7 Ways to Have the Best Accessible Camping Experience
It’s been a summer of outdoor adventure at Pride Mobility. With the launch of the new Baja Mobility lineup, we’re obsessed with finding new ways to explore the natural world.
The latest in mobility technology makes spending more time outside possible, and perhaps the shining star of the new collection is the Baja Wrangler 2. Its rugged design, powerful handling and suspension technology give you access to the deepest destinations.
With summer winding down, you might be looking for some last opportunities to squeeze in a camping trip before the kids go back to school and the nights get chilly again.
The website The Manual published a great master list last year for the best wheelchair-accessible campgrounds in the country. Check that out here.
If none of those are close to you, or if you want other options, franchise campgrounds like Yogi Bear’s Jellystone Park and KOA offer a pretty standardized experience. KOA parks typically have great reviews and awesome amenities, while Jellystone Parks are usually better for kids with scheduled activities. Many Jellystone campgrounds have water parks.
State parks — a mainstay for the casual camper — must make accommodations for campers with disabilities by federal law, though some places may offer a bare minimum like accessible restrooms. So it may still feel like roughing it, but for most campers, that’s the idea!
If the thought of roughing it for a few nights just sparked your imagination, walk-in campsites offer the most rugged, unplugged experience.
They’re typically away from the parking lot with lots of space between you and other campers and no traffic passing by.
We recommend calling the park office first to inquire about trail conditions for walk-in camping. Depending on the park, you might actually need an all-terrain mobility device like the Baja Wrangler 2 since you’ll have to navigate a trail to get there.
Depending on your level of mobility you at least want a tent with space to keep your battery-powered mobility scooter or power wheelchair out of the wind and rain.
We checked out the Coleman WeatherMaster 6-person tent, available on Amazon. The screened-in area will keep the rain off your gear while you sleep, and also offer some shade and protection from bugs while you relax outside. Any good survivalist will advise you to pick gear that has multiple uses, and the WeatherMaster definitely checks more than one box.
If you need to get your wheelchair or scooter inside the tent — or have trouble stepping over obstacles — watch out for tents that have a high bottom lip at the door. Most tent door flaps start a few inches off the ground to prevent water and critters from getting inside.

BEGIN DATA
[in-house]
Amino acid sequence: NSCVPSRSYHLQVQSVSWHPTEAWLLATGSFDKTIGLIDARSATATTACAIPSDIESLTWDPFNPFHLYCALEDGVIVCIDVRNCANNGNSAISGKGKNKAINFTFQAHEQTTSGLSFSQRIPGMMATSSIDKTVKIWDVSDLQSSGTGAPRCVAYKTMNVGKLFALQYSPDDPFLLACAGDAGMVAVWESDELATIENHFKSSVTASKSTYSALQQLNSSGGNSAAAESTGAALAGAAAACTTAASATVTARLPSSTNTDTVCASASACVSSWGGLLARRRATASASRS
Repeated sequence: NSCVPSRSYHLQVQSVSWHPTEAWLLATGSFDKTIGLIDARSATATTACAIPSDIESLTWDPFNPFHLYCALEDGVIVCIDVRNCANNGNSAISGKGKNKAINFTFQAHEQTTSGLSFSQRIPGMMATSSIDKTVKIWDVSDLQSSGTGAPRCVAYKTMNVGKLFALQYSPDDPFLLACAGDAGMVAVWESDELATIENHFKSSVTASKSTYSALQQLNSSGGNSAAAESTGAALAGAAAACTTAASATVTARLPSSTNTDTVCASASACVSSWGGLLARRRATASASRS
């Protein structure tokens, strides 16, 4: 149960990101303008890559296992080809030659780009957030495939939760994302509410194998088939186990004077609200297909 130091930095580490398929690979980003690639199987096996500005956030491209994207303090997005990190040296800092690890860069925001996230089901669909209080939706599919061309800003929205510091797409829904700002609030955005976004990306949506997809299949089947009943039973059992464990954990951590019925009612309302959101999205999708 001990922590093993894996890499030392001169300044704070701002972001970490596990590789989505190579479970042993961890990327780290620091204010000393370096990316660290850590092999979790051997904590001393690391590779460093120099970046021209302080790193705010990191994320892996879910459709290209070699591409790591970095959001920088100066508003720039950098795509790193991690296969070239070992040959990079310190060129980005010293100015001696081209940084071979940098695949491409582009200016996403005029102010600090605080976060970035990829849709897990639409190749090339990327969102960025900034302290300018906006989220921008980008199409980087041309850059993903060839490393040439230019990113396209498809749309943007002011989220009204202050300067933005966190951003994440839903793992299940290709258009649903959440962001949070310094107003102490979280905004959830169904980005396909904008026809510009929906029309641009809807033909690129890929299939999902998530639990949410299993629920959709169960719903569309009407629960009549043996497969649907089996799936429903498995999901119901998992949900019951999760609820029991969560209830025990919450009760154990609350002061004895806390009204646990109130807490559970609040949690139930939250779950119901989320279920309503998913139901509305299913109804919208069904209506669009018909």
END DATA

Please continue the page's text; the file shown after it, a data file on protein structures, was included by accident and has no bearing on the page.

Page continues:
That could make it more challenging to enter your tent if you have limited mobility or if you need to drive your scooter or wheel into the tent.
You likely won’t find one without a lip, but look for one with a lower, wider lip and, if necessary, flop a heavy door mat over it to press it down.
Overpacking can quickly make a fun camping trip feel like a chore, but, you probably need certain items to make it enjoyable
If you have to splurge on one bulky item, make it the cot. GearLab has an exhaustive and up-to-date review of camping cots to help inform your decision. Most are under $100 and worth every penny because they make going to bed much simpler.
A bad night’s sleep on the hard earth can really spoil a camping trip, so make sure you’re going to be comfortable and get enough Zs.
4. Figure out how much privacy you’ll need while camping
Privacy while camping is important, so shopping around for something that will fit your needs requires taking many things into consideration like rooms, windows, doors, etc.
Some tents have room dividers. If yours doesn’t, you might try a changing tent like this one we found on Amazon. It’s relatively inexpensive and it could make the difference between some awkward moments and discreet comfort while camping.
Getting to your campsite, setting up and settling in is fun, but then what happens?
Some parks have activities all day that will give you lots to do. Others have nearby attractions. Pick one or two things to try each day but don’t overdo it.
Camping gives you the chance to slow down and soak up nature. That’s easier to do when you don’t pack your days full of activities.
6. Make sure you can charge your mobility device
If you head out with a full charge on your Baja Wrangler 2, you should have plenty of power to get through a one-night camping trip with your power wheelchair or mobility scooter. The Wrangler 2, after all, has a max 24.2-mile capacity per charge.
However, if you plan on staying out in the wild longer, or have a scooter with a lower per-charge capacity, you’ll want to do some sleuthing beforehand and find a suitable place to plug in to get a full charge.
Camping, especially tent camping, takes adjusting because we’re so accustomed to our own routines, our own beds and our own bathrooms.
Sleeping outside exposes us to new bumps and noises in the dark. You’re out there with all the bugs and animals and, perhaps most intimidating, other campers. There’s wind and (hopefully not too much) rain to consider.
You’re out in the unfiltered natural world, which some people find exhilarating while others would rather do anything else.
Plan a one-night camping trip at a park nearby to see how you like it. If you find yourself champing at the bit to do more camping, try a two-night weekend next.
We talked a lot about the Baja Wrangler 2, but plenty of other Pride Mobility scooters can carry you out to the wilderness.
The Go-Go Sport 4-Wheel and Zero Turn 10 4-Wheel scooters both offer beefy tires and suspension systems that handle gravelly or grassy paths easily. If you’re shopping for a new mobility device to start new adventures, call your local Pride dealer today and make sure they know you plan to try camping and exploring